A ketogenic diet increases the brain glucose uptake mechanism

When looking into acetoacetone uptake by the brain, I bumped against the following article. I don’t have full access but the abstract showed me the following:

Similar trends were observed for (18)FDG uptake with a 1.9-2.6 times increase on the KD and F(asting), respectively (P < 0.05).

FDG -> radiolabeled glucose such as used to trace cancer. But more importantly, a good doubling of the uptake of glucose! So I started thinking, is it the case that our brain is sucking up so much glucose? Or is this just a side effect of being ketotic and getting a big bolus of glucose administered?

“Mild experimental ketosis increases brain uptake of 11C-acetoacetate and 18F-fluorodeoxyglucose: a dual-tracer PET imaging study in rats” https://pubmed.ncbi.nlm.nih.gov/21605500/


I find it interesting because astrocytes produce more lactate on starvation and I assume on keto as well. Why? To increase the expression of MCT1 transporters on the endothelial cells in the blood-brain-barrier which allows a higher uptake of BHB.

Pyruvate can otherwise be reduced to lactate by lactate dehydrogenase (LDH). This lactate can be released in the extracellular space through monocarboxylate transporters (MCTs).

“Brain Energy Metabolism: Focus on Astrocyte-Neuron Metabolic Cooperation” https://www.sciencedirect.com/science/article/pii/S1550413111004207

Astrocytes can store small amounts of glycogen which they, if necessary, break down to glucose and metabolize to lactate (Falkowska et al. 2015). To fulfill this functional characteristic, astrocytes are highly metabolically flexible and can rapidly upregulate glycolysis. In the event of an undersupply, astrocytes thus ensure the survival and function of neurons by providing lactate (Kasischke et al. 2004; Pellerin and Magistretti 1994).

“Long-Term Glucose Starvation Induces Inflammatory Responses and Phenotype Switch in Primary Cortical Rat Astrocytes” https://link.springer.com/article/10.1007/s12031-021-01800-2


So it seems that astrocytes start to increase lactate production when glucose is running low and they use their little glycogen buffers for that. Cool. So that coincides nicely with an increase in ketones and takes care of the BHB uptake, balancing out low glucose with increased BHB.

I guess it would make sense for the brain to increase its ability to take up glucose which is then indicated by the first link I provided. So I don’t think the brain is actually continuously taking up so much glucose, it is just that it has opened the gates to maximally receive glucose.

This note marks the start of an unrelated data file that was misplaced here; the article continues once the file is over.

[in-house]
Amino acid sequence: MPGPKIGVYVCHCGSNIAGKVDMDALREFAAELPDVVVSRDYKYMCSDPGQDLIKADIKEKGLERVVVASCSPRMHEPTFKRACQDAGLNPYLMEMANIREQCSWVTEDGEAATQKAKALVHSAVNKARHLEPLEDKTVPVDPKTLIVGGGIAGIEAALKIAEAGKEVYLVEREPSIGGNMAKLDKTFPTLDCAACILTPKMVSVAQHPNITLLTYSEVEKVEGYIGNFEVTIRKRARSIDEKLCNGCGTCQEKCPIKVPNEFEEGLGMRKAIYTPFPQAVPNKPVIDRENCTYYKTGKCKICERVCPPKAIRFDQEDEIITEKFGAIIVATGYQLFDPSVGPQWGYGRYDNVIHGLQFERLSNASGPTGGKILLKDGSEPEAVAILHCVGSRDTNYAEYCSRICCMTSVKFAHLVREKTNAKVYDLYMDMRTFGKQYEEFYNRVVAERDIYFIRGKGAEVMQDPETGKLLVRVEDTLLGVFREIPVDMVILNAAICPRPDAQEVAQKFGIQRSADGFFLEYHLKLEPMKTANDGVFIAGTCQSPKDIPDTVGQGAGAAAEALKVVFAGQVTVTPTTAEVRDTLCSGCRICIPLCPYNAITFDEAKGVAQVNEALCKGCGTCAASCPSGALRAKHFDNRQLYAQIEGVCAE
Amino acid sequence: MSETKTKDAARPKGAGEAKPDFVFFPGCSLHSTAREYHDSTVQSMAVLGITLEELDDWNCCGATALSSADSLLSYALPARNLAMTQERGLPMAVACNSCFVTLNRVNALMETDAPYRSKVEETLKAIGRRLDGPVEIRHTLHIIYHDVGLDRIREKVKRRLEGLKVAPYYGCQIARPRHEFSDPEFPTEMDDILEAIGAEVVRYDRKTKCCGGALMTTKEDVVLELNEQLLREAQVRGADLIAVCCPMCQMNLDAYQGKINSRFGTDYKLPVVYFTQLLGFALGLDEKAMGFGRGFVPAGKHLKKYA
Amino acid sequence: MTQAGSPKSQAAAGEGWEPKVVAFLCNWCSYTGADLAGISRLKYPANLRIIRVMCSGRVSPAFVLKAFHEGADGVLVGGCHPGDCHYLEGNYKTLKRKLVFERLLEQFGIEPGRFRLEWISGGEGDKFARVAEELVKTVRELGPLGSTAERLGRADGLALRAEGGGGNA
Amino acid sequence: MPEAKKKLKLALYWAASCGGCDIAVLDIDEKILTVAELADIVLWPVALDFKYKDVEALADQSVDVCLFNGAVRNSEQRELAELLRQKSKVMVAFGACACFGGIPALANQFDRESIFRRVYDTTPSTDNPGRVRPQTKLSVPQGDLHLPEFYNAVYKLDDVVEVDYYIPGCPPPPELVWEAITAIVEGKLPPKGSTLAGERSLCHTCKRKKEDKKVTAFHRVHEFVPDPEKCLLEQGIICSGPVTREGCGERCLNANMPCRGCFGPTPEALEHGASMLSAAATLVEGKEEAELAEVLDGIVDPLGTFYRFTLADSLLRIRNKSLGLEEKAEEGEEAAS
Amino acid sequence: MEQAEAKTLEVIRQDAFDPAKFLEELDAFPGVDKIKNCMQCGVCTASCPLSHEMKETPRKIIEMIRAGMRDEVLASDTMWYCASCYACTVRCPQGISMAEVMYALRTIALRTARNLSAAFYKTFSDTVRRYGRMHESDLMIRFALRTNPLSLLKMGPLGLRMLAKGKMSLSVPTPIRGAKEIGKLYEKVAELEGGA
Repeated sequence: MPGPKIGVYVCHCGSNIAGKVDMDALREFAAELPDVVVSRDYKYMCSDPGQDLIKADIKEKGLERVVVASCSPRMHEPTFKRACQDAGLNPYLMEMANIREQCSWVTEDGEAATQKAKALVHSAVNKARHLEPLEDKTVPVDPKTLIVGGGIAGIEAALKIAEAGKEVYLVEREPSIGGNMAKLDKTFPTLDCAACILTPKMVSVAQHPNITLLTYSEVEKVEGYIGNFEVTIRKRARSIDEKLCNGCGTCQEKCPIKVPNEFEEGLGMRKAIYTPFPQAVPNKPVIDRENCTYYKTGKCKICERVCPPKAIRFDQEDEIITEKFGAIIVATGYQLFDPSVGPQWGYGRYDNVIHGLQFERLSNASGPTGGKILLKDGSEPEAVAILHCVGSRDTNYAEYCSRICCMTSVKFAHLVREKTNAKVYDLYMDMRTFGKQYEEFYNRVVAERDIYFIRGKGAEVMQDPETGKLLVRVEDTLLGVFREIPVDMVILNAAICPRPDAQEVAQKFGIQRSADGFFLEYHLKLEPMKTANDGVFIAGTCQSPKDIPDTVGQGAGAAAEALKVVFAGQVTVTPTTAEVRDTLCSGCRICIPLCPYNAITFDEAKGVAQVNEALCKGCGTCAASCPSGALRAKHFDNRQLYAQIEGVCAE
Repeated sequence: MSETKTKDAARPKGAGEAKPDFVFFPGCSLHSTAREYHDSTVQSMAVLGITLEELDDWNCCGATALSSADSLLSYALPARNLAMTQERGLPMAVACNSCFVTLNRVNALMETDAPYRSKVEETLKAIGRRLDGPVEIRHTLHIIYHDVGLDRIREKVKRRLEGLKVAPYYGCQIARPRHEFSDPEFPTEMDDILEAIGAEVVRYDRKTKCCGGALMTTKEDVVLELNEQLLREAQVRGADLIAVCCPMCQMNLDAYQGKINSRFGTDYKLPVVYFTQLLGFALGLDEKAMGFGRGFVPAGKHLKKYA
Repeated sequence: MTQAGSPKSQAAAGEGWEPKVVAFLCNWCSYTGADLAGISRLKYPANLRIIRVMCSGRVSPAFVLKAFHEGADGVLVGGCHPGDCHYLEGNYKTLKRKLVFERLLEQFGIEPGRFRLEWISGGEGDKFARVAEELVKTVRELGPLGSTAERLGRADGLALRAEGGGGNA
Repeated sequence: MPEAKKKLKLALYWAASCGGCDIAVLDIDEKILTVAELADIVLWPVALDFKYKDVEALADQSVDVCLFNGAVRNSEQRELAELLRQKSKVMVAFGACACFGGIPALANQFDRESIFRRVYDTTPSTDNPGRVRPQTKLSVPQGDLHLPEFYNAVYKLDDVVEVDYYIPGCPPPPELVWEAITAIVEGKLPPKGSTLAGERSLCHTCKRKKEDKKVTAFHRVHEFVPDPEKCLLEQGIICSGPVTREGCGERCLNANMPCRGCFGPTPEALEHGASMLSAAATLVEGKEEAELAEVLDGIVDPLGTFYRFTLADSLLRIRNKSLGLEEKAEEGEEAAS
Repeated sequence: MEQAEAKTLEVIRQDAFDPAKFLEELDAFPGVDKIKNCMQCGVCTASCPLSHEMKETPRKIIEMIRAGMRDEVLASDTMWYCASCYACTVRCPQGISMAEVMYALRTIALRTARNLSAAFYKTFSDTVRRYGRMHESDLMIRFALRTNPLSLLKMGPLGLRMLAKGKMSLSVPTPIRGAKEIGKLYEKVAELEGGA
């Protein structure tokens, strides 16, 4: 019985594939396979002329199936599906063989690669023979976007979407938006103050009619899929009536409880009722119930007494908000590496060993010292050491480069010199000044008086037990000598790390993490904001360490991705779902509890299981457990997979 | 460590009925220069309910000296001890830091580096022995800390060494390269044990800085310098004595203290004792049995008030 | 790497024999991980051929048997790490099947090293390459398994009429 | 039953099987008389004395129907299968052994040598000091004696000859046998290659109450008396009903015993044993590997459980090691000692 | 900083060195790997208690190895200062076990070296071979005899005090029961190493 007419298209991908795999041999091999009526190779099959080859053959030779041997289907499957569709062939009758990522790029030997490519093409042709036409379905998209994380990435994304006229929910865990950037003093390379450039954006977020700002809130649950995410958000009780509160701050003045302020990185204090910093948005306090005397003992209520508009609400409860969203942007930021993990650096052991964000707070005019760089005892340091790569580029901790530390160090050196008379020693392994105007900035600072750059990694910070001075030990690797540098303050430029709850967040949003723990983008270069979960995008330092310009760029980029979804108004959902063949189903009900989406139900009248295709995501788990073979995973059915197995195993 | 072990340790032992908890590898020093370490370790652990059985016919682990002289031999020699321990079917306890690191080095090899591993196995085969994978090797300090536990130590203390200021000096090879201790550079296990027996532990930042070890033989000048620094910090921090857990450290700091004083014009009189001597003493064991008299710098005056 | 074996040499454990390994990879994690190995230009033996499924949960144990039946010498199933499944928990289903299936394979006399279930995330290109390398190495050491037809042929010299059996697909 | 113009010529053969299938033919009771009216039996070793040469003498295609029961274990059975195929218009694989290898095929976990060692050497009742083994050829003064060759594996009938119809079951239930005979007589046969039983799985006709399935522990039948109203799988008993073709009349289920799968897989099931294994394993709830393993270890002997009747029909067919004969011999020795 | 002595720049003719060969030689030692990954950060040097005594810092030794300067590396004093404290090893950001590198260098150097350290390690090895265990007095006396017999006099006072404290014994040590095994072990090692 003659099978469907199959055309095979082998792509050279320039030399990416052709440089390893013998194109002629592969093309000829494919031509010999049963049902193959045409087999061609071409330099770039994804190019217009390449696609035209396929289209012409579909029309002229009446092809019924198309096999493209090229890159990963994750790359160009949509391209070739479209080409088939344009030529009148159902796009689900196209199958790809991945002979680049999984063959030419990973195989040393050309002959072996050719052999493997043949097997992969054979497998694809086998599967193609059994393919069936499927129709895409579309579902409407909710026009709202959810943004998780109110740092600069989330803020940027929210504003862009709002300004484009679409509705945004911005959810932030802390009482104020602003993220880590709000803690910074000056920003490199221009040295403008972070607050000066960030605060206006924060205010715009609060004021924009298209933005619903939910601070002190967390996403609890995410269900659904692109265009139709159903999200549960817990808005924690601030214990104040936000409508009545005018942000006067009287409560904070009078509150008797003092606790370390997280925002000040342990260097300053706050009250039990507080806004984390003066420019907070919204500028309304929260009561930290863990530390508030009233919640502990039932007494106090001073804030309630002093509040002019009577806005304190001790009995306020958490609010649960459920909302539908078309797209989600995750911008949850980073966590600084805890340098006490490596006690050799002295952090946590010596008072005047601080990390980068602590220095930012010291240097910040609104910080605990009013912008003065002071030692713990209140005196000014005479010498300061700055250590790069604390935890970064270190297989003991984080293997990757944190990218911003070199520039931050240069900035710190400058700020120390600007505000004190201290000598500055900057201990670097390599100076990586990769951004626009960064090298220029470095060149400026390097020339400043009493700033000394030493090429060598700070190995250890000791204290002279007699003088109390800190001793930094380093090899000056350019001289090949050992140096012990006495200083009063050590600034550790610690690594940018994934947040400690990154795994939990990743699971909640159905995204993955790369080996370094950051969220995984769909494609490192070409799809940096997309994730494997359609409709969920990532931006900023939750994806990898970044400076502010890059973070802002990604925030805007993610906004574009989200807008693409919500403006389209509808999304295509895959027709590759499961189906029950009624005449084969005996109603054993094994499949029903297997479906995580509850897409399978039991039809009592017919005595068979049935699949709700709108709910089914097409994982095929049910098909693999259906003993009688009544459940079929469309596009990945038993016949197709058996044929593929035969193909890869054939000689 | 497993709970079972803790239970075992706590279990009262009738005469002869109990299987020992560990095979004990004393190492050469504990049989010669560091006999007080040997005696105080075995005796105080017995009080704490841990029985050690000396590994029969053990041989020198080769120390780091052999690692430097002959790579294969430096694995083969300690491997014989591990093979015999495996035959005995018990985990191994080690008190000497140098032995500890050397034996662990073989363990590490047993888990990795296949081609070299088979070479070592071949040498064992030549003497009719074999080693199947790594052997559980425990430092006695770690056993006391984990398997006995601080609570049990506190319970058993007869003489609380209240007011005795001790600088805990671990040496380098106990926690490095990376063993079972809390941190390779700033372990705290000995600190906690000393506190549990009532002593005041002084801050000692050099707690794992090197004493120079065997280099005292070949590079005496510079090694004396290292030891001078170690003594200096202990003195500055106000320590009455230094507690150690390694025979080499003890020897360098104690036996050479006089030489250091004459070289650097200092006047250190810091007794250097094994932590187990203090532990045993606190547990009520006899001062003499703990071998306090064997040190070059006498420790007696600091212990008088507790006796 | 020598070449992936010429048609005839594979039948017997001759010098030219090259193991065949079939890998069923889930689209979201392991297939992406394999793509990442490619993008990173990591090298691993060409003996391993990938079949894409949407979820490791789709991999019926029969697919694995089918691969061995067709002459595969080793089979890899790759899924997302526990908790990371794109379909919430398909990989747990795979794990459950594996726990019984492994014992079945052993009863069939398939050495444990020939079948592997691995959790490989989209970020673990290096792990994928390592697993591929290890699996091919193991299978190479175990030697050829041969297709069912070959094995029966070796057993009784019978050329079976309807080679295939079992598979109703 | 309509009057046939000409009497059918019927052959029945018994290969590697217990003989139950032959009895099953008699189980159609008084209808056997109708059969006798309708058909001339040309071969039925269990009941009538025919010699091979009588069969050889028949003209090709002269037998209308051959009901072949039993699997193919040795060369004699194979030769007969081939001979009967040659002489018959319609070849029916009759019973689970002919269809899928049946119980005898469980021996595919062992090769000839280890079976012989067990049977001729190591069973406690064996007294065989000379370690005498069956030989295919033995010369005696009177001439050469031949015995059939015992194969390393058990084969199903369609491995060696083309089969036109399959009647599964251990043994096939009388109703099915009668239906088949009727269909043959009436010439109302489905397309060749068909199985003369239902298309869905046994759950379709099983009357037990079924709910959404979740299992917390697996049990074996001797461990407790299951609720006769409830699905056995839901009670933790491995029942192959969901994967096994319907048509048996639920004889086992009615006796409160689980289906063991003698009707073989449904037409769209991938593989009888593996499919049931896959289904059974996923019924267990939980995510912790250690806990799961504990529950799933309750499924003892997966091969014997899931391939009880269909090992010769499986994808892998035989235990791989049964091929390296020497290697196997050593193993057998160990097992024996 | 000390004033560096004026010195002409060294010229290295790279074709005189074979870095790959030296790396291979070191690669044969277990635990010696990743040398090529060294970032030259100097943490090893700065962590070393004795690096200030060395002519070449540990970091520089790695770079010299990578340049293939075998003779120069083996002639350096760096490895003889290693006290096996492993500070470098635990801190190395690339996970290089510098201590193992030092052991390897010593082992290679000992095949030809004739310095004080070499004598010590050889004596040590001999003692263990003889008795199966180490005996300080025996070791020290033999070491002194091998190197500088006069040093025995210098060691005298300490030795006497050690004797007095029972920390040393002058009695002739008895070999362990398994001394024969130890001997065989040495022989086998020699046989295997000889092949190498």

Further a reference that shows increased glucose uptake under chronic hypoglycemia

“Chronic hypoglycemia increases brain glucose transport” https://pubmed.ncbi.nlm.nih.gov/3532819/

A first candidate to look at what could cause that increase in uptake is the GLUT1 transporter. And indeed, the following article looked at GLUT1 expression in the BBB under glucose deprivation, hypoxia and the two combined.

r/ketoscience - Keto increases the ability to receive glucose in the brain?

“Glucose deprivation and hypoxia increase the expression of the GLUT1 glucose transporter via a specific mRNA cis-acting regulatory element” https://onlinelibrary.wiley.com/doi/pdfdirect/10.1046/j.0022-3042.2001.00756.x


  • astrocytes sense low glucose availability
  • astrocytes increase lactate production
  • lactate increases MCT1 expression
  • increased MCT1 enables more influx of BHB into the brain
  • low glucose increases GLUT1 expression in the BBB to maximally take up glucose

So this shows a whole balancing mechanism, it allows a shift from purely glucose to glucose and BHB.


For people who interpret this as ketones being a backup and think this is showing the brain needs glucose… I’d say the truth is somewhere in the middle 😉 Consider the following quote. There may be a point that can be crossed when too much glucose is available and can be considered toxic when that downregulates GLUT1 in the BBB to the point that the brain doesn’t get enough glucose. Also here the astrocytes may start to produce lactate but it won’t do any good because under hyperglycemia, there won’t be any BHB produced.

Glucose transport into the brain is depressed in chronically hyperglycemic (diabetic) rats.

“Chronic hypoglycemia increases brain glucose transport” https://pubmed.ncbi.nlm.nih.gov/3532819/

Compared with normal control rats, the GLUT(1) mRNA was reduced by 46.08%, 29.80%, 19.22% (P < 0.01) in DM1, DM2, and DM3 group, respectively; and the GLUT(3) mRNA was reduced by 75.00%, 46.75%, and 17.89% (P < 0.01) in DM1, DM2, and DM3 group, respectively.

“Influence of blood glucose on the expression of glucose trans-porter proteins 1 and 3 in the brain of diabetic rats” https://pubmed.ncbi.nlm.nih.gov/17935675/

But I find contrasting evidence. In the following article they noted no effect on GLUT1 expression. Different rat models so who knows what the case is for humans..

“Blood-brain barrier glucose transporter: effects of hypo- and hyperglycemia revisited” https://pubmed.ncbi.nlm.nih.gov/9886075/

Why is this important? We see reduced expression of GLUT1 in Alzheimer’s. Is it a genetic issue or not and can it be partially prevented or even reverted when going on a low carb diet? Food for thought…

“GLUT1 reductions exacerbate Alzheimer’s disease vasculoneuronal dysfunction and degeneration” https://www.ncbi.nlm.nih.gov/pmc/articles/PMC4734893/

– – – T H E E N D – – –

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